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A short journey is a benefit if it be followed by a week or ten days of quiet, peaceful rest in some home like place (asylum? hospital perhaps? Induced coma?) If in summer a sojourn by the seaside and a stay in a quiet home-like hotel is delightful. If the marriage occur in a colder season, nothing is better than a visit to a prudent affectionate friend of the bride (didn’t you just say NO leering disgusting flatulent friends?) one who is herself happily married (oh Beatrice, how did you EVER survive!). The wife will gain both the home-rest so demanded, and also can confide in her experienced friend what she cannot yet tell her husband ( Louisa! You will NOT believe what Hubert has proposed that I do! I am so mortified I shall fall in a dead faint) and can receive better counsel than even her husband can give. ((Millicent, you are embarking on a uhm ahhhh uh journey that is…….well uh aaaaaa whaaa uhm a er neep unh oh you look a bit peckish dear, how about I fix you a nice chicken sandwich?) (white or wheat?)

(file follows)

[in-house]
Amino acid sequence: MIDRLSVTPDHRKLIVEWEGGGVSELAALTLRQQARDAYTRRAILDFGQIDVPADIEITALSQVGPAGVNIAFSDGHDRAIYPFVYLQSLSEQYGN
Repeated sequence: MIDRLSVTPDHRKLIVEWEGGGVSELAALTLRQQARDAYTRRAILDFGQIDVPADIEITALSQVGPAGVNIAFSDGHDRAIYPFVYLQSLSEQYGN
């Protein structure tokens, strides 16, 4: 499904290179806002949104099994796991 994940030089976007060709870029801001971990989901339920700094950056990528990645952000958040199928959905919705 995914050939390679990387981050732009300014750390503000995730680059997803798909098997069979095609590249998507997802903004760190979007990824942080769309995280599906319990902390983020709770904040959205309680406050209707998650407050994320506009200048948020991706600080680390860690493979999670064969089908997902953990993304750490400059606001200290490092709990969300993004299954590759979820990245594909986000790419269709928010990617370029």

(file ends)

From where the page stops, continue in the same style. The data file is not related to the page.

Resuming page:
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25 comments:

Debby said...

Oh, I abhor graphic blog posts. My cheeks are stained with the rosy blush of shame and embarrassment. Pass the medicinal bottle please.

Betsy said...

tee-hee!

Sparky ♥ ∞ said...

Dr. West must have lived in his own little fantasy world!? His books are too funny. I hope no one took his writings seriously. I do extensive genealogy research, and there was a whole lot of pre-marital kadoodling going on out there. [giggle] Innocent indeed! HA! ♥ ∞

Martha said...

This is "quite the lesson", gee, that is some medicine cabinet. Where is the Indian hemp? That was used with the "faster set".
Thank you, Madame Muse, always educational here at your lovely blog.

Blicky Kitty said...

Oh millicent dear, let me fix you a lovely cup of laudinun, oh I mean...hot tea with a nice side of BOOM CHICKA WEOOW WOOOOWWWW!

Blicky Kitty said...

Oh and Millicent, I trust you enjoyed the lovely BOOM CHICKA BAO BAOOO during the voyage?

MuseSwings said...